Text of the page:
Wallpaper adds dimension to a room. To make it last longer, preparation is the key.
Whether you choose wallpaper or paint, preparation is important to the success of the project. There is no reason not to try wallpapering as a do-it-yourself project, especially if you have the right tools.
Just as important, however, is how you go about preparing the base walls that will hold that wallpaper.
Installation - whether on brand new walls or in an older home - offers a few challenges.
If you are wallpapering in a new home and the walls are unfinished, then a primer is essential for proper adhesion. The primer will also keep glue and moisture from penetrating into the sheetrock. In addition, if you ever decide to remove the paper, you'll be at less risk of damaging the walls.
Check with your home improvement store experts for the best primers. You'll probably want an oil-based primer or a glue-size product.
If you are working in an older house, it may have plaster walls. Because lime is one of the ingredients used to make plaster, you can also use the glue-size primer to seal off these walls. Any place that alkaline exists, you can expect a bleed through.
When you apply glue-size to plaster, it may draw out what are referred to as "hot spots" - areas that have high alkalinity. They'll range in shade from light pink to purple and have to be treated before you wallpaper. A 1:2 solution of acetic acid and water can be brushed on to neutralize the area. Take precautions: wear rubber gloves.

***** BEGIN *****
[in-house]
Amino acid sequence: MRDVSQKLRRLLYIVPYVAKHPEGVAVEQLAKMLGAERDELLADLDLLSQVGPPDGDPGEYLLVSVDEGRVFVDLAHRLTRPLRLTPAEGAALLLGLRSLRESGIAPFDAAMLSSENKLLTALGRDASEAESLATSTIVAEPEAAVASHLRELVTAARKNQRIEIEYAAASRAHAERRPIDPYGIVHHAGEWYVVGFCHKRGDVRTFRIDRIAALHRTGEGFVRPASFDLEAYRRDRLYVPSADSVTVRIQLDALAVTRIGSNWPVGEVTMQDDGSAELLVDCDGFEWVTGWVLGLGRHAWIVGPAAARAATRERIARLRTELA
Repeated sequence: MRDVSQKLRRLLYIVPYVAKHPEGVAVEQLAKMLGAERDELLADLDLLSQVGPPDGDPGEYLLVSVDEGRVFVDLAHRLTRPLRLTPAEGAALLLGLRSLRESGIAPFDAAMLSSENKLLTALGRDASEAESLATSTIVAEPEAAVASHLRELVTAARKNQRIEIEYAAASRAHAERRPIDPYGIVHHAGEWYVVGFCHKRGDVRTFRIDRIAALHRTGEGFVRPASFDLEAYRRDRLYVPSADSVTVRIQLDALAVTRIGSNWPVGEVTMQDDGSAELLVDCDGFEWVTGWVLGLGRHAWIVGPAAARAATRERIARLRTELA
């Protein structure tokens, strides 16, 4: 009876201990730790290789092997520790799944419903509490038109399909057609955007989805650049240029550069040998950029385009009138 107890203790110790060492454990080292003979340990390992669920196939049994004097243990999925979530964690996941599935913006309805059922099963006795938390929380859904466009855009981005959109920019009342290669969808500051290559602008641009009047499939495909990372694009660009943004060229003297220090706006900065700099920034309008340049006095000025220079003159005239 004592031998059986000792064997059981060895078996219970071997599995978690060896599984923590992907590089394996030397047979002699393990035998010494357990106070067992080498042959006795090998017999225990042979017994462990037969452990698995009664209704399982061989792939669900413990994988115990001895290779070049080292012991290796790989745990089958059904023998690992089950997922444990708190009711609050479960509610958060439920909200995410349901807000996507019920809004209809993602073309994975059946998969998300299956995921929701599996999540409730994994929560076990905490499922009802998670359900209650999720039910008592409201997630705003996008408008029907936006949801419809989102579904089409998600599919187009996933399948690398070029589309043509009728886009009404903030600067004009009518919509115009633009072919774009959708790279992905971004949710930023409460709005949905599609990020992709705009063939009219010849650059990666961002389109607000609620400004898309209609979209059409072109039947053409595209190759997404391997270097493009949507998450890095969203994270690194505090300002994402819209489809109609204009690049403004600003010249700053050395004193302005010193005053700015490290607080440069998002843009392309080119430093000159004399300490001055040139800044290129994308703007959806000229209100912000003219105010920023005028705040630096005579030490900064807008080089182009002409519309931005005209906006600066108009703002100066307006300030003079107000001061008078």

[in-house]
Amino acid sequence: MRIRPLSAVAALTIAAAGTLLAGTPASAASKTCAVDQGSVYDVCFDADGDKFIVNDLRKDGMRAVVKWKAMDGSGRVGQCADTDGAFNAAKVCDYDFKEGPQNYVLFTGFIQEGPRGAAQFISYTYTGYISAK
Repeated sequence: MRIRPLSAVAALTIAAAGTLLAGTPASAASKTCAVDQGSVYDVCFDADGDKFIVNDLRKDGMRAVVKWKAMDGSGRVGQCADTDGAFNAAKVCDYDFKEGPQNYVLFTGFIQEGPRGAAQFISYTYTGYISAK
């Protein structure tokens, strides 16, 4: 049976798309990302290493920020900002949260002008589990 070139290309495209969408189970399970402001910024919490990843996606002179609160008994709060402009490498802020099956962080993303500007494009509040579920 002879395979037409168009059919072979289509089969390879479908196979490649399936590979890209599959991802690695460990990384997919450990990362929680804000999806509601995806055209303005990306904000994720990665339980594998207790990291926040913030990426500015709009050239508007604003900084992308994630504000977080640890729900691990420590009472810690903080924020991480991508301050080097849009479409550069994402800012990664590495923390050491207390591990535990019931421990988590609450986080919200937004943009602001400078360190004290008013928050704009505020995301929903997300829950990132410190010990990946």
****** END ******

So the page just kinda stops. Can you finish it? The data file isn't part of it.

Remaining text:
You can paper over paint, but first determine what type of paint is on the walls. If it has a shine, then you will need to de-gloss the surface by roughening it up. Liquid solvents can be purchased at your home improvement store. Again, use gloves and be sure to have plenty of good ventilation in the room.
Most walls will be covered in either matte or flat type paints. Clean them well and allow to dry thoroughly. That is all they should need before you begin wallpapering.
If at all possible, remove old wallpaper before adding new. In some cases, it may not be feasible, especially if the paper was applied directly to sheetrock. Foil-type papers are also difficult, if not impossible to remove. The surface keeps wallpaper removal products from penetrating.
Old wallpaper that is clean and has smooth seams is a good candidate for remaining in place. You do run the risk, however, of having the newer wallpaper glue react adversely to the old, which can result in both sheets lifting off eventually.
If you decide to leave the old paper, try spackling over the seams, sanding them down and then priming the entire wall. Let dry thoroughly and then add new wallpaper.
You'll find plenty of tools to help with paper removal and lots of expert advice on applying new wallpaper. Browse the stores and ask questions about the products; you'll be able to make an informed decision on how to tackle your wallpapering project.
Now all that's left
is to pick out a spectacular paper and put it on your walls.
Pittsburg, TX 75686
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